There's a rover turned over on the flyer to Dover, over .................

LOL anyone remember that from voice procedure training??

Anyway I digress, this weekend myself and Tomo decided to clock up a few miles as part of our pre-classic training. The idea was simple (bit like me! What, who said that?) like all the best ideas are tab out, clock the miles with a full pack. Overnight somewhere and tab back.

As the photo journal below will show - that's what we did ............... so here's a few pictures

 One interesting aspect of the hike was the military history of the area, and this ranges from Knights Templar chapels through Napoleonic forts to World War 2 bunkers and coastal defences for the German invasion that never happened.

Kit wise I think I'm pretty squared away for the race but two things are still yet to be decided up - my pack and my foot wear - two of the most important things as the pack will be on my back all day and a uncomfortable or badly fitted pack will ruin a enjoyable hike and likewise my footwear, which is wrong can not only ruin a hike but cripple you too .......... for this hike I carried my Swedish army LK70

My footwear was the same as last time and like last time the lightweight hiking shoes left my feet sore - tender foot, was a term used to describe a European fur trader who, newly arrived in the interior of the colonies of British America, feet weren't harden to the wearing of moccasins. And I certainly feel their pain and the thin flexible soles of the light hiking shoes leave me foot in agony. So much so that I am now wondering whether to wear them in arctic Sweden, if after a two day hike they leave me hobbling for a day so what will be the result after five days?? Would I be wiser to just wear heavier but sturdier boots??

We shall see - that's part the reason we are doing these training hikes to trial our gear.

And finally ,,,,,,,,,,,,,,
Some morning after shots .................


Day tripping .........

Today I took some time out from the hassles of life for an all to brief trip to my new local woods - the idea was to get a fix of green but also to test a couple of new items.

The new items where a Swedish army 25 litre rucksack and the much talked about (on you tube anyway) Old Hickory Butcher knife.

Had a great day exploring my new local woods - found a few interesting fungi including a secluded little spot full of chanterelle's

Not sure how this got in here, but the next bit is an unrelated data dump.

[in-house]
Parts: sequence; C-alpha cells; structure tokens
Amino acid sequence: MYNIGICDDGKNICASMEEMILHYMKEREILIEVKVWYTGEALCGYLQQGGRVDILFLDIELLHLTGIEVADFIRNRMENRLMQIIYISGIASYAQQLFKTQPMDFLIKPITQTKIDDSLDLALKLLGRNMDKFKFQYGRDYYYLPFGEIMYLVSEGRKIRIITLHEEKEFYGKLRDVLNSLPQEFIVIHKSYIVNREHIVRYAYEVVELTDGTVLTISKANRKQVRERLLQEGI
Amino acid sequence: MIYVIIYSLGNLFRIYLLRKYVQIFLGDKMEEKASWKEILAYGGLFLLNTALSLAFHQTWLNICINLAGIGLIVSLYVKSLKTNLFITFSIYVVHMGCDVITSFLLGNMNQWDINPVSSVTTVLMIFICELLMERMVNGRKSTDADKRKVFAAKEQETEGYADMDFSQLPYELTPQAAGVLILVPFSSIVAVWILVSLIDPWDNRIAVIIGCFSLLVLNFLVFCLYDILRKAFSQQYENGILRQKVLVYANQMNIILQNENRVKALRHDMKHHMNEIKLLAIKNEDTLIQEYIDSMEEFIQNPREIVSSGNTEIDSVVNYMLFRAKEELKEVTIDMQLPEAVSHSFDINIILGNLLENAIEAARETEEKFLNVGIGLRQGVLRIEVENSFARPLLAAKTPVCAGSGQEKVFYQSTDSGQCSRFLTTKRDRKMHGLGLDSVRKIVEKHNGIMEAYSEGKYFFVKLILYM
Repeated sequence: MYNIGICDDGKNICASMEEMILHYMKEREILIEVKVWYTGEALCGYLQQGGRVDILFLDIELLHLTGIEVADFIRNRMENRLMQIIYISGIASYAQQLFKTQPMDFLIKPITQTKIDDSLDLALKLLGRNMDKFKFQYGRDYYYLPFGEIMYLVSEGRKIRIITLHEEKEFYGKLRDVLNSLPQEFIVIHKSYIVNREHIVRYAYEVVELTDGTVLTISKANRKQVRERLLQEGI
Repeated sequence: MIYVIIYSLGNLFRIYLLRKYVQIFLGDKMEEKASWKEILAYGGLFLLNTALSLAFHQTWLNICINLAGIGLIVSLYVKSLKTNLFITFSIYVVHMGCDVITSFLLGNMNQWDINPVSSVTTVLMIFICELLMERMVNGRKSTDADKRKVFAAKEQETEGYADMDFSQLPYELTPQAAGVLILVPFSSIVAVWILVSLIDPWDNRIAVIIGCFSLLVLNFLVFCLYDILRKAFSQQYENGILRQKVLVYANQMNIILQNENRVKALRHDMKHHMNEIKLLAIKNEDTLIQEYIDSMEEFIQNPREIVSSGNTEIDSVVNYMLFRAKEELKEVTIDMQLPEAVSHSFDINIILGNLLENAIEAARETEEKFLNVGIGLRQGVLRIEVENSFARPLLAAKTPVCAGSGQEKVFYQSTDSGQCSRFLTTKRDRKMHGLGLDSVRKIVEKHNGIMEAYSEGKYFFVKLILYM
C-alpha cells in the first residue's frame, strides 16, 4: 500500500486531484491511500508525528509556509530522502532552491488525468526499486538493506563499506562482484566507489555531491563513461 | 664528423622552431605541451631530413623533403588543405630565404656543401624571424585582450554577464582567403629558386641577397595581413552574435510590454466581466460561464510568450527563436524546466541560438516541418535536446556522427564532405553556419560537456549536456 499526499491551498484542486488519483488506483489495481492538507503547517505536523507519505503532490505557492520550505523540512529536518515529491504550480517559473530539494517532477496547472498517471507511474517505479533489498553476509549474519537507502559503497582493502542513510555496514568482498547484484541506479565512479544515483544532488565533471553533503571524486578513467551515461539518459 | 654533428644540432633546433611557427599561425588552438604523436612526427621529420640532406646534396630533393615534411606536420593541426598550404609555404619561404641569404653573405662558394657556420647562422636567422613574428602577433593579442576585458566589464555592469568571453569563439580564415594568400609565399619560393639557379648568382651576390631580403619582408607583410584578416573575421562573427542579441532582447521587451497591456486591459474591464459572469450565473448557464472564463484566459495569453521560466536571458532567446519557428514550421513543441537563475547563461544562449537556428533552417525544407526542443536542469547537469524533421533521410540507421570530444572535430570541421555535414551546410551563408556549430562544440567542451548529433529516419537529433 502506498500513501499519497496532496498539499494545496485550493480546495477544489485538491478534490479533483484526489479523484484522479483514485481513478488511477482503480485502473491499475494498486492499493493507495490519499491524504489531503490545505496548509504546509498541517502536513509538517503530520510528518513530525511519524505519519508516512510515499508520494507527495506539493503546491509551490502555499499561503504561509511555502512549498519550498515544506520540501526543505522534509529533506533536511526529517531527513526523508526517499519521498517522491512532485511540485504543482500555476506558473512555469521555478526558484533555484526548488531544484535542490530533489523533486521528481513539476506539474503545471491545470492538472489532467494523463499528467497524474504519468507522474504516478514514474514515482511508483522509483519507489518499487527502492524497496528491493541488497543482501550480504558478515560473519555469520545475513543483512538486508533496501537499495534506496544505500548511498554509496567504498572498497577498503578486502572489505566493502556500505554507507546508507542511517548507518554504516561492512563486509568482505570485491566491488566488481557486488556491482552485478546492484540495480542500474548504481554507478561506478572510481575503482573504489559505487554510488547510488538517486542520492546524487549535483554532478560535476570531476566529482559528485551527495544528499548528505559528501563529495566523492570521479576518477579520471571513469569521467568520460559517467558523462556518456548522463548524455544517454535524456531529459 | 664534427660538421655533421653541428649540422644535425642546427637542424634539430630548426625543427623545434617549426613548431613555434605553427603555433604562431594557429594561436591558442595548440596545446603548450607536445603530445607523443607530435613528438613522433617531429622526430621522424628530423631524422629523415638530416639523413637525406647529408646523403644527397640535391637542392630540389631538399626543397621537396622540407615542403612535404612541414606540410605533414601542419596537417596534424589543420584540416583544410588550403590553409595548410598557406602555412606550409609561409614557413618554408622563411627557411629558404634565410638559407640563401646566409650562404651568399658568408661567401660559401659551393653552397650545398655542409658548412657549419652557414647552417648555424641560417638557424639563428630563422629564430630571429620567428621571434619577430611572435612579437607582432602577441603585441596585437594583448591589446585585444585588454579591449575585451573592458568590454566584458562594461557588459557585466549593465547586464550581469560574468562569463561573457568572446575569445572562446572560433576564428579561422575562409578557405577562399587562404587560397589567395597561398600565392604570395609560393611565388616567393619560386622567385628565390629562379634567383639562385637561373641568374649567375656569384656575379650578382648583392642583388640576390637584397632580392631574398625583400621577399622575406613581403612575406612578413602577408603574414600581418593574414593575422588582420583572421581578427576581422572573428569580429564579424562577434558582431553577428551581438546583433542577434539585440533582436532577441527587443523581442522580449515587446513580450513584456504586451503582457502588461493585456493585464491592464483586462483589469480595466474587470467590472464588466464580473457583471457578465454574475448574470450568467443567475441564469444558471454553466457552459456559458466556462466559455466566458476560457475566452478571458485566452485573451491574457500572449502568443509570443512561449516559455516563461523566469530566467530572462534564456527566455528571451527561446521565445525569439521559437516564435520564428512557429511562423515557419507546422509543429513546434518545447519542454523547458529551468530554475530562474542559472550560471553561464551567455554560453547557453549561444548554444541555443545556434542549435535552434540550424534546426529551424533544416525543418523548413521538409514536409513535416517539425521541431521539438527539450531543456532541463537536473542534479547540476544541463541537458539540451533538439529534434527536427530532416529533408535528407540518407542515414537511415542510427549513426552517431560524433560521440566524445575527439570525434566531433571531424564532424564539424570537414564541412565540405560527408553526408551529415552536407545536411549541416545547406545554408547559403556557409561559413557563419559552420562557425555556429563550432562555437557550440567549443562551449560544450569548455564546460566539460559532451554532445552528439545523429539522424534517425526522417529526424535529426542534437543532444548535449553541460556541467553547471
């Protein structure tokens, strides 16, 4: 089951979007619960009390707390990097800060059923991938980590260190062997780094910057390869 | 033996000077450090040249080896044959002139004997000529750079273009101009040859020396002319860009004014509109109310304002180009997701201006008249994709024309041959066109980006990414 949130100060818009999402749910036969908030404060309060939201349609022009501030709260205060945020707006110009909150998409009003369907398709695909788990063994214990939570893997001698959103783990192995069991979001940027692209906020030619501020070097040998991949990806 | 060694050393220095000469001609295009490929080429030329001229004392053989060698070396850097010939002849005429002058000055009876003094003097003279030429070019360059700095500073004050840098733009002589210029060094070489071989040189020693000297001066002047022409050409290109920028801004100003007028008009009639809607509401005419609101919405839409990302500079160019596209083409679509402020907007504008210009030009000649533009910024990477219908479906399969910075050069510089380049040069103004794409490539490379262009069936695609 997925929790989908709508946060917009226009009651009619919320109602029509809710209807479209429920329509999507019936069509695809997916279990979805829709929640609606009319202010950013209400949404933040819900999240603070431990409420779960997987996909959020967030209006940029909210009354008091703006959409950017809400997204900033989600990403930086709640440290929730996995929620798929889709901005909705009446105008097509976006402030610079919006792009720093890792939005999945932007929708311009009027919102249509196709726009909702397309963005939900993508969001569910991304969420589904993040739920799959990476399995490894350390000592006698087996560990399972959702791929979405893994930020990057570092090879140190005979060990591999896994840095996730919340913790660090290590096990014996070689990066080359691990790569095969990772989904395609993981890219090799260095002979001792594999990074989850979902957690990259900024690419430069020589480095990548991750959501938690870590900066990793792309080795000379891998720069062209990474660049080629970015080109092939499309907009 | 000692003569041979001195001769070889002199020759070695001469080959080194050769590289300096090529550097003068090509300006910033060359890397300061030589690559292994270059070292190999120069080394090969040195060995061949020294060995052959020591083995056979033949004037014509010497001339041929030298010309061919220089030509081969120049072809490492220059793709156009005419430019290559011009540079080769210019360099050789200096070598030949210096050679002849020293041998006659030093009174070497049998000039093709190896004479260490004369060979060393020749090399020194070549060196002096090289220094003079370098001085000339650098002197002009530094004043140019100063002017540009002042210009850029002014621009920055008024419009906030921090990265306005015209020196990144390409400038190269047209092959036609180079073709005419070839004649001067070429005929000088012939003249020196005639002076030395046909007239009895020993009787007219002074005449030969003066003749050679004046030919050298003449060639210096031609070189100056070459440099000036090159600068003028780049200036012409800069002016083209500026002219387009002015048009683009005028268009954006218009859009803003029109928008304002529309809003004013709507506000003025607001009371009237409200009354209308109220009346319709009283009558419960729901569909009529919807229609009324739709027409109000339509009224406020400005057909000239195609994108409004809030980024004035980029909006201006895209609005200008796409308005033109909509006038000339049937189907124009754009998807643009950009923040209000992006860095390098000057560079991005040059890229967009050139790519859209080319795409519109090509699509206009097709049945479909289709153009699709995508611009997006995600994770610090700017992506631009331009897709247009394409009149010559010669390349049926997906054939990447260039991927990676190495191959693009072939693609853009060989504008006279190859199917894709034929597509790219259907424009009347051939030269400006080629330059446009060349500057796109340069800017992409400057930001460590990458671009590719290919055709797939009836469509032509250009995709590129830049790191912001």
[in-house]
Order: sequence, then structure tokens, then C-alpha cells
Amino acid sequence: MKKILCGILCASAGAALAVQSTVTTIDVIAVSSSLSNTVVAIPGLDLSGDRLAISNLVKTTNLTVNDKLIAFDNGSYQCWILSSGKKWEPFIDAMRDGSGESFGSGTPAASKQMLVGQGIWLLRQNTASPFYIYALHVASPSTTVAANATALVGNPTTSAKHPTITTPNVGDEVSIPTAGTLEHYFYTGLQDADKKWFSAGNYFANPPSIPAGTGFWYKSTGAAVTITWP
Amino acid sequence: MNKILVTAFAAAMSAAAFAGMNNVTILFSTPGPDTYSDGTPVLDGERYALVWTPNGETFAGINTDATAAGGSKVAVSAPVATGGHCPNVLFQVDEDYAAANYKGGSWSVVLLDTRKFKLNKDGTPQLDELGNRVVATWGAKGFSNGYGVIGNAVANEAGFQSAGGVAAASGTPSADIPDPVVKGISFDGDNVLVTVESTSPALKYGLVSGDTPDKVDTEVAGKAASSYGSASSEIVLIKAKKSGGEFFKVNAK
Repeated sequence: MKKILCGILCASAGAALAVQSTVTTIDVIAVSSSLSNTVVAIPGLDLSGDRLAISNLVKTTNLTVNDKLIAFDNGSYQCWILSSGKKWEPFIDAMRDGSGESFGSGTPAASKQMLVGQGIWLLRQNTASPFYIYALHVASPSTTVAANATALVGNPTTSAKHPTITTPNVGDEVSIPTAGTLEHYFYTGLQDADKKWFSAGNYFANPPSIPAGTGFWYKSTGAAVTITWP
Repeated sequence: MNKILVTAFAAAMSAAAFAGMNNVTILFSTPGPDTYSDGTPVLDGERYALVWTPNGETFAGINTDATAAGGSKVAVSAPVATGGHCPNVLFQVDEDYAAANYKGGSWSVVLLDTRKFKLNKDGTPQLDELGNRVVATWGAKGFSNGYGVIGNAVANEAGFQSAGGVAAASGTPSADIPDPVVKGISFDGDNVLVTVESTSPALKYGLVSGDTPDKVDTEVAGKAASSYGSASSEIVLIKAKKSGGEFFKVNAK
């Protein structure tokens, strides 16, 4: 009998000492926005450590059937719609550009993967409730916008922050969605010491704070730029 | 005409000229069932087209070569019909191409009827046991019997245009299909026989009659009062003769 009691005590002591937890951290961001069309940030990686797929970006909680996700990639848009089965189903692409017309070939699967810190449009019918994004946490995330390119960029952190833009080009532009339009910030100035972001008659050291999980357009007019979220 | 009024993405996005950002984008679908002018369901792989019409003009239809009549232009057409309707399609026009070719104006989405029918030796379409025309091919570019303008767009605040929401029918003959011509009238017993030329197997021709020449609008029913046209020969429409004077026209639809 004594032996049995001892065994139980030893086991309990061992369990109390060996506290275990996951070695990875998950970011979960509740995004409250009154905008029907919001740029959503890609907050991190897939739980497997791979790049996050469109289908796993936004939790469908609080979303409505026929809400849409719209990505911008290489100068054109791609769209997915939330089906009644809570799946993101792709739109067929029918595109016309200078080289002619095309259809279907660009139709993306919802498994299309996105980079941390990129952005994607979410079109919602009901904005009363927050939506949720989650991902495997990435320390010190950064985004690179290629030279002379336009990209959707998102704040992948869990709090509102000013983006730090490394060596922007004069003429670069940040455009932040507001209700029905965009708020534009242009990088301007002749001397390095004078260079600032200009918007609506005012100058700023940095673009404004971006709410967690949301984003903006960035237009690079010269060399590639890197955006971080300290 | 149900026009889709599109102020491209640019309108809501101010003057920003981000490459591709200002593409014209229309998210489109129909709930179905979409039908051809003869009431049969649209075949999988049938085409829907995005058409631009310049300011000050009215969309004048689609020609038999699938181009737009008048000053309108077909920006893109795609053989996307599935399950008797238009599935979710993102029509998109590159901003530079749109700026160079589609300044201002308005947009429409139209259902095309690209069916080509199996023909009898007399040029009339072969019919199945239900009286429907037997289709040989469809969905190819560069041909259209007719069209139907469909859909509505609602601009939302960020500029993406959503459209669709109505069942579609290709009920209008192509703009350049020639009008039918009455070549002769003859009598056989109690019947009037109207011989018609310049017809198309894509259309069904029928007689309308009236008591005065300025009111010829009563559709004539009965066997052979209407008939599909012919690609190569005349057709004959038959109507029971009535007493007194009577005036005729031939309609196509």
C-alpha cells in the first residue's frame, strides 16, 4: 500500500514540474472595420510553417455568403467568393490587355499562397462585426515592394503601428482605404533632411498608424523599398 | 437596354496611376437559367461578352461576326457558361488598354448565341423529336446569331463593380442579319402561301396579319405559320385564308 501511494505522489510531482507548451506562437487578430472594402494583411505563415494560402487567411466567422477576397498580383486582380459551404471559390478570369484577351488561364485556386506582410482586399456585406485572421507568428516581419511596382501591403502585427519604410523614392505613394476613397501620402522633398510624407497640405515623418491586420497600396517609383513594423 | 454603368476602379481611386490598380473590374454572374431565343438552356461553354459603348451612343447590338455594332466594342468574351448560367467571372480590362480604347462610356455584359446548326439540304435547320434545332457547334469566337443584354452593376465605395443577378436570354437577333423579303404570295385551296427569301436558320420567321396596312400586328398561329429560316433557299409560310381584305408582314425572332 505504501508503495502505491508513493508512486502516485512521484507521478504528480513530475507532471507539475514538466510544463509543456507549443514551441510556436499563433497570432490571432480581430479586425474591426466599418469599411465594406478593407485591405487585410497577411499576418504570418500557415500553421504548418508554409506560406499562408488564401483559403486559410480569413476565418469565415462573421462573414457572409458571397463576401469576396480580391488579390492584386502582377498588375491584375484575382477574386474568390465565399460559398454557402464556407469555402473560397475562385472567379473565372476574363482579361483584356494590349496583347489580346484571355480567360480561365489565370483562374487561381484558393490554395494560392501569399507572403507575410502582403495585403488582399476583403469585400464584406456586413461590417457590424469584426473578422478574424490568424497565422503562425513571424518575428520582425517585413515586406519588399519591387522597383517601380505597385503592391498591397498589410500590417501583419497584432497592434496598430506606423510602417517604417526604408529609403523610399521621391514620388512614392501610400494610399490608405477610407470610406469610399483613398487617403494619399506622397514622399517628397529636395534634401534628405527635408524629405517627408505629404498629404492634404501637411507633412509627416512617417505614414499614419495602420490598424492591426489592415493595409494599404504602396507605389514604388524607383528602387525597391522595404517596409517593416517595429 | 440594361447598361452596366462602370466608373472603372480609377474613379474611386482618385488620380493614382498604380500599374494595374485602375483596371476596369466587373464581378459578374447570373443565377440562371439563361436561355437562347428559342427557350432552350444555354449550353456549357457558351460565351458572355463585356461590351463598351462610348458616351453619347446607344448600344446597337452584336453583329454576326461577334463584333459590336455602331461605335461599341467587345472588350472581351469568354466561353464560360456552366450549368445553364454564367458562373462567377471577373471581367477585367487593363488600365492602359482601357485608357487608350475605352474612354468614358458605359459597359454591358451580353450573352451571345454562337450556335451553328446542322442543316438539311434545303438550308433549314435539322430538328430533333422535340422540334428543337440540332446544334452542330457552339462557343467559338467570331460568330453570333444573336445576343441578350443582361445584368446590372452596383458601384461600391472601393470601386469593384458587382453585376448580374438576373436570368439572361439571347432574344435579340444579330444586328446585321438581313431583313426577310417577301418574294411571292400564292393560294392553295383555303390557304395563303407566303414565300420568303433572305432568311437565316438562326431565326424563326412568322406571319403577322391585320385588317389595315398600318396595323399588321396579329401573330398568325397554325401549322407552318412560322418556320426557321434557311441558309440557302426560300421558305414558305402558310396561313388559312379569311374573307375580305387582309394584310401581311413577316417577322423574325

Brewed up with a trusty old mucket ,,,,,,,,,,,,,, and then on to the gear reviews ............

The old hickory butchers knife is a very popular item at the moment on you tube in particular so as I said in a previous article I thought I'd get one and see what the fuss was about.

Now as reported before the knife needs sharpening and a sheath before use so compared to say a Mora of a similar price this isn't a good start but how did it fair in use??

Well surprise, surprise, the first thing I did was butcher - well carve the sunday roast and yep as we would hope it carved the meat beautifully. That done now for the field test - batoning was good plenty of blade for the baton and the below pictures shows a piece of pussy willow being split.

Said piece of willow carved into feather sticks with ease so generally a big thumbs up for the knife so far!

Then I thought i'd light the feather sticks with a fire steel and the old hickory butcher knife - the blade caste a good shower of sparks from the steel but as I used it I noticed the scales on the knife coming apart?? When I checked this out I  the rivets used to mount the scales had come apart.

OK if your a knife nut its not the end of the world a bit of epoxy and the rivets could be stuck together again - and in a true emergency the full tang means the knife is still usable but that's not the point, after all I had only carved a beef, batoned one stick into quarters and carved 4 feather sticks and the knife literally fell apart the social media folks, some quiet well respected too, seem the sing the praises of this knife and yet my experiences where totally different, I am sure in the kitchen as a butcher knife it's a excellent tool but personally it's not a bushcrafting tool !!

Now disappointed as I AM with the butcher knife surely my Swedish army daysack wouldn't let me down .............I'm a big fan of the Swedish military kit, most items are well thought out and practical. The LK70 and 35 are my favourite sacks and I had hoped this 25litre model would compliment them.

Well the jury is out on this one - the sack is a well made, tough cookie - the volume is supposed to be 25 litre's but like all Scandinavian sacks the size seems larger and I would guess this one is easily 30 litres and possibly even 35 - but the thing that lets it down are the shoulder straps.

As you can see these are just inch wide webbing straps and not ideal for comfortable carriage - that said in use I soon got used to them although at the end of a long day my shoulders knew I had carried the sack. All that said I can still see a place for the sack in my gear as a emergency daysack due to its light weight I would happily carry it rolled up in my main sack to be used for short hikes with light gear but certainly not for longer day hikes with more gear than a flask, pack of sarnies and a waterproof jacket!

Overall a good day out and lessons learnt about some new kit items ,.............